“Apple has demonstrated its ability to turn content into revenue [as part of] their DNA. They technically already have a large share of the streaming market. But this move into the Netflix space is by no means a done deal. It will need a change of culture as well as the content,” he says.
As it stands, Netflix is the titan of the streaming video market. Figures by Statista have shown annual revenue growth of 1.2 billion to over 11.6 billion in just one decade. Its subscriber base is forecast to hit the 9.5 million mark by 2020 in the U.K alone. Not surprising, given Netflix provides its UK users with 697 TV series and 2,023 movies, almost eclipsing the need for cable TV altogether.
Could Apple be the new Netflix?
Not necessarily. “Their plans seem to rely on Customer loyalty which they have been eroding a lot through poor customer experience,” says Morris. In 2017, the company’s reputation was tarnished by a scandal involving the deliberate slowdown of older models following new releases as an incentive to push customers to upgrade their hardware. Apple has concedingly issued an apology.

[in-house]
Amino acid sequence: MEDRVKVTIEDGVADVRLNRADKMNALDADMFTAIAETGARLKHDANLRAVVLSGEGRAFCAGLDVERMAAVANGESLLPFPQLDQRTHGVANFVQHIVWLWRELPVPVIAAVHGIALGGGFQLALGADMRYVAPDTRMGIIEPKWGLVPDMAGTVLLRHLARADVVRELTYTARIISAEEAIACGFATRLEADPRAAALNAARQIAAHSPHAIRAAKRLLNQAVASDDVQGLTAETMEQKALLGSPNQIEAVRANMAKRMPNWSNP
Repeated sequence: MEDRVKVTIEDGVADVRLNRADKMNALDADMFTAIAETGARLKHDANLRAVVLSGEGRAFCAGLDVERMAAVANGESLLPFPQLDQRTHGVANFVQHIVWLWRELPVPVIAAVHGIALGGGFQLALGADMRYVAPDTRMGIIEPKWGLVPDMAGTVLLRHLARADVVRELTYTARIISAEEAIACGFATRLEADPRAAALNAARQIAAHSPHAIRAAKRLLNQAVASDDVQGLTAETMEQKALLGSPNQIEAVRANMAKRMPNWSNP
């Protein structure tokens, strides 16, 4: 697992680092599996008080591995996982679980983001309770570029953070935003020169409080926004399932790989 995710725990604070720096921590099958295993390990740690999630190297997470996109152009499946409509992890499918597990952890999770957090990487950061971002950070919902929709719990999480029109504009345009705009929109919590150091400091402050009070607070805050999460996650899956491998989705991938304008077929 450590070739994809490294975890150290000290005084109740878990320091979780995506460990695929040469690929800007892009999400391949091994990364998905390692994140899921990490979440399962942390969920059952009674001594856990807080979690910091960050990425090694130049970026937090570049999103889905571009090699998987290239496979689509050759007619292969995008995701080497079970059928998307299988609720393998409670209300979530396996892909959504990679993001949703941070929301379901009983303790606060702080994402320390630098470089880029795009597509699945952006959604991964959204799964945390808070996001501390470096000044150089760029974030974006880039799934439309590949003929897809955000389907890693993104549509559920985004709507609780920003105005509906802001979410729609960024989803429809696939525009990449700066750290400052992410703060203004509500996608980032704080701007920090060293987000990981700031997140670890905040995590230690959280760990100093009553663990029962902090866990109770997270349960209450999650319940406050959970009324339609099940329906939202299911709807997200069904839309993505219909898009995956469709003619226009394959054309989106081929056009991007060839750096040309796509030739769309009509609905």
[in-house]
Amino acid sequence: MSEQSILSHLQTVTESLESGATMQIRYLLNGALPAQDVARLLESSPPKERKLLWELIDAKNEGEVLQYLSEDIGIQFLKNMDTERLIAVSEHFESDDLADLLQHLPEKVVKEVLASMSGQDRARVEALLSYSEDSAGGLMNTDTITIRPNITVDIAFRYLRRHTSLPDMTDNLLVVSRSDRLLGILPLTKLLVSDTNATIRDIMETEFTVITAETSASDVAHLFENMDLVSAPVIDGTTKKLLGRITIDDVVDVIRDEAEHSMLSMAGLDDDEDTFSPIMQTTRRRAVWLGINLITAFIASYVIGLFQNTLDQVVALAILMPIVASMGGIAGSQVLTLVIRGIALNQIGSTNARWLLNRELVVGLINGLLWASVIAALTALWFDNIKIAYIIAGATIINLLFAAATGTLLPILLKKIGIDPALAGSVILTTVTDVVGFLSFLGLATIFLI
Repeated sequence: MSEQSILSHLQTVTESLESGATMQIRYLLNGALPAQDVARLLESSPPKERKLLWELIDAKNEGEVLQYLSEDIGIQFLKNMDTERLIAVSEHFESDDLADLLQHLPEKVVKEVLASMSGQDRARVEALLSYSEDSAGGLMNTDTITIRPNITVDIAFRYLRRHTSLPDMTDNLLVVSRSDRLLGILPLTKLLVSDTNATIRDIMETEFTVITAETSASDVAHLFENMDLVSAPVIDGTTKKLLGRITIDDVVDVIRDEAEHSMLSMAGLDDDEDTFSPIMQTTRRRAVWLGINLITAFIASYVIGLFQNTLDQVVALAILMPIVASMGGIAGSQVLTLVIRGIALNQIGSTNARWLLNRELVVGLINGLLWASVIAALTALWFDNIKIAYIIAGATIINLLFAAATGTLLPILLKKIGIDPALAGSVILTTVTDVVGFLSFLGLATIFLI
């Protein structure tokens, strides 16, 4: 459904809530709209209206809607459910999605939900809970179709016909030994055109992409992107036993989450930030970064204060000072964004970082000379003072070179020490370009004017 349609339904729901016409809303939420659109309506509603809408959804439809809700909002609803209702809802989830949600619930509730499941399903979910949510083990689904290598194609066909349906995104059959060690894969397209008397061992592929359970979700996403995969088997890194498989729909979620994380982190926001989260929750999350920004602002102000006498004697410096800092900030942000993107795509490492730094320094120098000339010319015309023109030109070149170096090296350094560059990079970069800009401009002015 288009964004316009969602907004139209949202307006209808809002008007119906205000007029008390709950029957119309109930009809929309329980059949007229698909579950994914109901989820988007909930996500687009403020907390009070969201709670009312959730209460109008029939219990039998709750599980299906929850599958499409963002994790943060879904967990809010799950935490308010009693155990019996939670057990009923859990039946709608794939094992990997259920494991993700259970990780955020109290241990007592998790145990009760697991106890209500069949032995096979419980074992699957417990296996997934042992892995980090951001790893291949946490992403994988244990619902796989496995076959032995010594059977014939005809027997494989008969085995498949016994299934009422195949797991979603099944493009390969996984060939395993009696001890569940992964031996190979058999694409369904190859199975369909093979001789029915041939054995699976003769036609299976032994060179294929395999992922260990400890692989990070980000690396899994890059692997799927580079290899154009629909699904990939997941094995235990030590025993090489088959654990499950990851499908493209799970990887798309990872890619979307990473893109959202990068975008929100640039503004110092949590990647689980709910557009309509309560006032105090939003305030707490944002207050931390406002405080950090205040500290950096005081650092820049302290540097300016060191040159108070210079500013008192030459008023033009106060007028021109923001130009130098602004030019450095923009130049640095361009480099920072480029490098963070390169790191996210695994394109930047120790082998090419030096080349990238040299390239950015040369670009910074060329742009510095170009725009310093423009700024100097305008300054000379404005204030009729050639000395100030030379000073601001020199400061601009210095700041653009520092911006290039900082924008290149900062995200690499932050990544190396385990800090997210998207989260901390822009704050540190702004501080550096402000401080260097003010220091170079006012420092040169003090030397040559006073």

But Apple’s mishaps haven’t entirely dented customer sentiment.
Jintan Khieochaum, founder of the UK aromatherapy company Aequill and Apple customer says the launch has piqued her interest. “I would be drawn to the credit card model. Apple has a high customer service name that you can trust, that it seems like this is the natural next step. I think they’ve backed their range of physical services well with great customer service and the beautiful layout they have in their store as well – people are looking for those kinds of things,” she says.
Of the Apple Card, she says: “I think banks aren’t in an area right now where people can place trust in them. Apple is really about excellence and being the best. It makes people trust them.”
“They’re trying to integrate themselves into our lives, which is actually quite scary but it’s an intelligent move.”